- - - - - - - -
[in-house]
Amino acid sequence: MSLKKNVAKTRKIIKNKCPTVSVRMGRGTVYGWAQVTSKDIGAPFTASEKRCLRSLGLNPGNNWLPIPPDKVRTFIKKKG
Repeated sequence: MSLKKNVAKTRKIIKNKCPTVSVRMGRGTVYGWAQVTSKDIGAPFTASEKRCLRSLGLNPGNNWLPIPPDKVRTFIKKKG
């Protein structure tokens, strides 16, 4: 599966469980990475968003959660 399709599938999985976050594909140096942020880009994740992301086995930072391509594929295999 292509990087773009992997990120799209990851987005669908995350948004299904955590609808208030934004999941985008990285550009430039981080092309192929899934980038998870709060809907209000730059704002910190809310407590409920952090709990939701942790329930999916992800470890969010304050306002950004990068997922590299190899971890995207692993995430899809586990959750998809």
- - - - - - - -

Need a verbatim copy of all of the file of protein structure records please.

[in-house]
Amino acid sequence: MSLKKNVAKTRKIIKNKCPTVSVRMGRGTVYGWAQVTSKDIGAPFTASEKRCLRSLGLNPGNNWLPIPPDKVRTFIKKKG
Repeated sequence: MSLKKNVAKTRKIIKNKCPTVSVRMGRGTVYGWAQVTSKDIGAPFTASEKRCLRSLGLNPGNNWLPIPPDKVRTFIKKKG
């Protein structure tokens, strides 16, 4: 599966469980990475968003959660 399709599938999985976050594909140096942020880009994740992301086995930072391509594929295999 292509990087773009992997990120799209990851987005669908995350948004299904955590609808208030934004999941985008990285550009430039981080092309192929899934980038998870709060809907209000730059704002910190809310407590409920952090709990939701942790329930999916992800470890969010304050306002950004990068997922590299190899971890995207692993995430899809586990959750998809």